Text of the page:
Faster, higher & stronger, are you winning “Gold” in your market?

Thursday 1 June, 2017 | By: Default Admin | Tags: small business, smart business, marketing

In 1894, Pierre de Coubertin proposed the slogan Faster, Higher, Stronger as communicating the ideals of the Olympics. In 2017, businesses face increasing competition to survive in their market and there is room for but a few.

In this article, we’ll share five ways you can win gold in your marketplace.
If you are consistently and sustainably better about the things your clients care about and they pay a premium for it, you will smash the competition.

1. Know what they value.

To be valuable, you have to know what is valued, and the only way to know this is to be close to your target audience or individual customer. It may seem obvious to say, but to know what someone values and providing that to a high level, is a secret to success.

We did some research recently for a company and found a disconnect between what the sales staff “thought” the customers valued and what they “did” value. In finding out where they could add value, the firm was able to change focus from pricing to other strategies. And they added 50 per cent to their net profit as a result!

2. Deliver on your promises of value.

There is no coming back from the situation where you overpromise and under deliver. Make sure you can deliver on or even exceed the level or value you have promised.

3. Think beyond price.

There are many factors that go into purchase decisions. Price is only one of these factors. Yet, so many businesses focus on the fact that there is a cheaper competitor out there that they must match to win business.

You might be able to deliver your product faster to your customers because you keep stock. Or your candles might burn for twice as long, so deserve to be more expensive than the cheap option from the supermarket.

One of the best examples of this I ever heard was a company who developed a valve seal for a market that lasted twice as long as the competition. Each normal valve seal cost 20 cents, so you would think they were justified in charging 40 cents for their new model. In fact, they charged $40 000 for each valve seal because they found that every time a company needed to stop their production facility to change out these valves, the cost in lost production was over $1 000 000 to the organisation. They priced their product on cost savings not on the product.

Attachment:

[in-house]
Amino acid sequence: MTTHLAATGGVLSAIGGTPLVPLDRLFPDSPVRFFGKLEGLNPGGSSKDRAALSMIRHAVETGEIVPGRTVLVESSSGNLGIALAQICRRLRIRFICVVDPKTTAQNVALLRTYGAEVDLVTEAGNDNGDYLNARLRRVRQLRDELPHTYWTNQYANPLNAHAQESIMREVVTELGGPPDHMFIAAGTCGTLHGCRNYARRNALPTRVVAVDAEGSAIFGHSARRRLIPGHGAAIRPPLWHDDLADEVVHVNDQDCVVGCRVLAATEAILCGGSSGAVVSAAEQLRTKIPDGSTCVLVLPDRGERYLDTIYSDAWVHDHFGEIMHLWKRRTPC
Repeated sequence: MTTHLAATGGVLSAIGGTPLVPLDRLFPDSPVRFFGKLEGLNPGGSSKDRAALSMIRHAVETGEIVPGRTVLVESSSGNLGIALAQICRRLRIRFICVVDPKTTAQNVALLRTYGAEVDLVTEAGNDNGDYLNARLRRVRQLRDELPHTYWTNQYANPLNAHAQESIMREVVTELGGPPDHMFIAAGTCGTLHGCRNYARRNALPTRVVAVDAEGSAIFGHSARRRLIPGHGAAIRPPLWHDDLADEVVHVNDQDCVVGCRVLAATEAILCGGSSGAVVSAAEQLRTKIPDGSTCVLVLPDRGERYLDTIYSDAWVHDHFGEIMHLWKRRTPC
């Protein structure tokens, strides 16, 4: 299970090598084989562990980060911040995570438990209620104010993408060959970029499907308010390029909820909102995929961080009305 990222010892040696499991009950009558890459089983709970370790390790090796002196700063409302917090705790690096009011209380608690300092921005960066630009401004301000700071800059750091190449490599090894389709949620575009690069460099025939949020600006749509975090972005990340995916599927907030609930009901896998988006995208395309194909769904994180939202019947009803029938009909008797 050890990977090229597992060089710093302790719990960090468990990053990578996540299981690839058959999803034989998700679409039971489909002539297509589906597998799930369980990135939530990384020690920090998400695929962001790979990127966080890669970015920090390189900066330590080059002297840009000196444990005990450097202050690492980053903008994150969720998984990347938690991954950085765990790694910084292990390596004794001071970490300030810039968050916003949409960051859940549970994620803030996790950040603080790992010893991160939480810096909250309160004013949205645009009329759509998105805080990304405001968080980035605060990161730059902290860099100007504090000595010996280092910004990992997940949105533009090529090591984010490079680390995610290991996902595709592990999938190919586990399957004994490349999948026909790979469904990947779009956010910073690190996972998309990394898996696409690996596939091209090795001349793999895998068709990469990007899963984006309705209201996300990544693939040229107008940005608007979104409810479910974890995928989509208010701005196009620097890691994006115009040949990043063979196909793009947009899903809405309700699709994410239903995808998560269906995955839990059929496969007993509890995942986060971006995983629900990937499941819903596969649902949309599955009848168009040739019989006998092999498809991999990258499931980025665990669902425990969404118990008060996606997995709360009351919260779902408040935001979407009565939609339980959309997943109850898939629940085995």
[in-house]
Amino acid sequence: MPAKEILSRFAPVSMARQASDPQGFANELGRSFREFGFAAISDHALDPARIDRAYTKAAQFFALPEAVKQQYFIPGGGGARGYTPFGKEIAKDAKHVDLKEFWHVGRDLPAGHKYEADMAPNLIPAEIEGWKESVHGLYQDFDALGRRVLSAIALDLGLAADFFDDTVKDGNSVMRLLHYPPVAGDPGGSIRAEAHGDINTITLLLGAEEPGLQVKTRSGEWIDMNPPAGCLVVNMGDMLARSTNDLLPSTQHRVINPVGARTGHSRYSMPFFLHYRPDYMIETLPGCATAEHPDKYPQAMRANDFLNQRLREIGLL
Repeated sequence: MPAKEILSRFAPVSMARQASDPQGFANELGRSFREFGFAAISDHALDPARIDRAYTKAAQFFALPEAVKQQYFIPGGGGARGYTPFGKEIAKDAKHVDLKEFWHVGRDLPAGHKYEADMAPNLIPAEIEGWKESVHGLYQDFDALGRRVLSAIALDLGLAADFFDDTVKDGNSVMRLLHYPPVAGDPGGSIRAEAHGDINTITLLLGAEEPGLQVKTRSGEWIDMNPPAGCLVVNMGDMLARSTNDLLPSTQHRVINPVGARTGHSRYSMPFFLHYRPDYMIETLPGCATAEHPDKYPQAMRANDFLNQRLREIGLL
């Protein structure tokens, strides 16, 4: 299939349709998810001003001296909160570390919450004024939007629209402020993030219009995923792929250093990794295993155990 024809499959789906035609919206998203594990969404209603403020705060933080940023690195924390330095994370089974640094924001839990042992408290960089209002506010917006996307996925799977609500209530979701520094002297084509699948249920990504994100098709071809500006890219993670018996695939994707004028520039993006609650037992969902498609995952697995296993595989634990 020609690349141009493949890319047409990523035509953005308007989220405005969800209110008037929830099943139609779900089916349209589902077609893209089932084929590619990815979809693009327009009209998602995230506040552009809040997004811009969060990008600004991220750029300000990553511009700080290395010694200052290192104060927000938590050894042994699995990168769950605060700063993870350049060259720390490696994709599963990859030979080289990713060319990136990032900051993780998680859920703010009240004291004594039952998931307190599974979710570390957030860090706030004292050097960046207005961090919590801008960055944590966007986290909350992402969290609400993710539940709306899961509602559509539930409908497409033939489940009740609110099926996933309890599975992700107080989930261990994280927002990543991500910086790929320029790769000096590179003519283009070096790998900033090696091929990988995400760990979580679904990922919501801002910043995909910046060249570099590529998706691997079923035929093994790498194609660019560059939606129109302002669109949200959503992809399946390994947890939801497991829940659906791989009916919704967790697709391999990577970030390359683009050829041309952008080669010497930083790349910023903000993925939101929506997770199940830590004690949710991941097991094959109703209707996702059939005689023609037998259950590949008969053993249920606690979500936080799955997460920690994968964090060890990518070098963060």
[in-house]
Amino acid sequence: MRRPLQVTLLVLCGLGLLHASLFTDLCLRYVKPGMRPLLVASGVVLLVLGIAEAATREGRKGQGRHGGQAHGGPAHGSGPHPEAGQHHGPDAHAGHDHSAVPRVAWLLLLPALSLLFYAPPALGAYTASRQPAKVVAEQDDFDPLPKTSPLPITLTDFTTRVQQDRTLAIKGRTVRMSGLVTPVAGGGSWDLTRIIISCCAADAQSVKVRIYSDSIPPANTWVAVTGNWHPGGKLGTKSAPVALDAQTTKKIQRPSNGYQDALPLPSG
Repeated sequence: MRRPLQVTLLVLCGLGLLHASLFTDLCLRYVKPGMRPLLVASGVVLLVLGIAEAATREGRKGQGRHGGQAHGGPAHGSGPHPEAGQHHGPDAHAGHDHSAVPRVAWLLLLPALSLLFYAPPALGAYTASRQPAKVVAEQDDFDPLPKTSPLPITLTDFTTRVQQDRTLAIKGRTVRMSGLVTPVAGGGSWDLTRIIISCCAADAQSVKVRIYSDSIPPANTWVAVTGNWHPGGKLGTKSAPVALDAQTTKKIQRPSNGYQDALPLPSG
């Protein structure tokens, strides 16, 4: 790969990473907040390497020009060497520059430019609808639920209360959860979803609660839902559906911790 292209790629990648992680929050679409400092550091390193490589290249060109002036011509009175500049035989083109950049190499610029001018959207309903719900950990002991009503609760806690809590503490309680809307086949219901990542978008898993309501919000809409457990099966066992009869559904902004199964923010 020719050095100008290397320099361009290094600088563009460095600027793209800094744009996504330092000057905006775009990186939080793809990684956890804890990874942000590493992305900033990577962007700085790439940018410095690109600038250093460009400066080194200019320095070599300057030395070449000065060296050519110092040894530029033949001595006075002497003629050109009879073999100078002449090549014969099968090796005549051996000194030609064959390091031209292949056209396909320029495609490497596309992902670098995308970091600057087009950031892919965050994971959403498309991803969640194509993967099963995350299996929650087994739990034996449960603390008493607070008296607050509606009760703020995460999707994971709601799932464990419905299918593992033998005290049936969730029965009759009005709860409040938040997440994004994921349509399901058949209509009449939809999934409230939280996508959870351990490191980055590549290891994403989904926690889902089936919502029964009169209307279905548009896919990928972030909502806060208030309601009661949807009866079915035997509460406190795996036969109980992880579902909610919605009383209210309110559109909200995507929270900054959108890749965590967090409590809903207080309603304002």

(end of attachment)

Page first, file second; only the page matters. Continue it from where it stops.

Can your product or service be priced in a different way based on the total value to your client?

4. Test different value propositions.

Over the past two decades we’ve seen so many variations in what customers value that it is clear the product itself is only part of the equation.

You should regularly test new value propositions with your clients:

  • What if you offered product in bulk with less packaging?
  • What would clients pay if you visited them instead of making them visit you?
  • What if you added 10 per cent extra in your product – could you get more sales, at very little added cost of goods?
  • What premium would clients pay for overnight delivery instead of your usual (and market standard 3 days)?

What added products or services that don’t cost you much could be bundled with the base product to add profits, margin or market share?

5. Be helpful.

If you are a good observer of client behaviours and attitudes, you will notice areas of their business outside of the specific use of your product or service where there are opportunities for you to add value. You might know of another company that could solve a business problem for the customer. You might have a new process that saves them money or time or frustration. Don’t narrowly think of the transaction and use of your product or service.

Help your customers out with other advice, assistance, referrals and so forth and the extent to which they value you as part of their trusted inner circle or even ‘family/friend’ network could barricade your product/service relationship against any competition – no matter what price or value they offer in comparison.

We hope these five areas and tips on value will help you win “Gold” in your market and help you go faster, higher or stronger than your competition.

winner

 

Tegan Mathews

About the contributor:

Hunter Leonard is The Marketing Chef. His passion for the past 25 years has been to help business owners find their sweetspot and build a better marketing strategy. Hunter has benchmarked over 1200 business owners to understand their needs and wants in regards to marketing. He has won six major marketing awards for effectiveness, contributed to over $2b in sales growth for his clients, and consulted directly to more than fifty companies in 20 different industries. Website:http://bluefrog.rapidmarketingcentre.com.au

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